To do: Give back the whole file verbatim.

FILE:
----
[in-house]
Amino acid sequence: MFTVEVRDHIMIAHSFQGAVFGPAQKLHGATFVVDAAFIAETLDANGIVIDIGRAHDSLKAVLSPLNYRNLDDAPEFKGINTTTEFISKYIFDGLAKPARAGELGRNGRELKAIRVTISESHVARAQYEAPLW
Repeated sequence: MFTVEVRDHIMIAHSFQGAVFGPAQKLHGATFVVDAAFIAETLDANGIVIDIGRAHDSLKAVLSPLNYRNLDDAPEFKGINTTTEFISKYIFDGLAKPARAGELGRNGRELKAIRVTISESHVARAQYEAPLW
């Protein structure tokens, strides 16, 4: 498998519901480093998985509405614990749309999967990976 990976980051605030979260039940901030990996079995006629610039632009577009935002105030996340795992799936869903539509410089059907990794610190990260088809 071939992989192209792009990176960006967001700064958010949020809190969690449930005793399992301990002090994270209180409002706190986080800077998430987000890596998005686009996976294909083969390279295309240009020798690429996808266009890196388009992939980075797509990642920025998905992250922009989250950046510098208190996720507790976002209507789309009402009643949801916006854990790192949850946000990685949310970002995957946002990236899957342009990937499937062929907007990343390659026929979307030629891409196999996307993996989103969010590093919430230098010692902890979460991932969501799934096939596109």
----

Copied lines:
[in-house]
Amino acid sequence: MFTVEVRDHIMIAHSFQGAVFGPAQKLHGATFVVDAAFIAETLDANGIVIDIGRAHDSLKAVLSPLNYRNLDDAPEFKGINTTTEFISKYIFDGLAKPARAGELGRNGRELKAIRVTISESHVARAQYEAPLW
Repeated sequence: MFTVEVRDHIMIAHSFQGAVFGPAQKLHGATFVVDAAFIAETLDANGIVIDIGRAHDSLKAVLSPLNYRNLDDAPEFKGINTTTEFISKYIFDGLAKPARAGELGRNGRELKAIRVTISESHVARAQYEAPLW
């Protein structure tokens, strides 16, 4: 498998519901480093998985509405614990749309999967990976 990976980051605030979260039940901030990996079995006629610039632009577009935002105030996340795992799936869903539509410089059907990794610190990260088809 071939992989192209792009990176960006967001700064958010949020809190969690449930005793399992301990002090994270209180409002706190986080800077998430987000890596998005686009996976294909083969390279295309240009020798690429996808266009890196388009992939980075797509990642920025998905992250922009989250950046510098208190996720507790976002209507789309009402009643949801916006854990790192949850946000990685949310970002995957946002990236899957342009990937499937062929907007990343390659026929979307030629891409196999996307993996989103969010590093919430230098010692902890979460991932969501799934096939596109």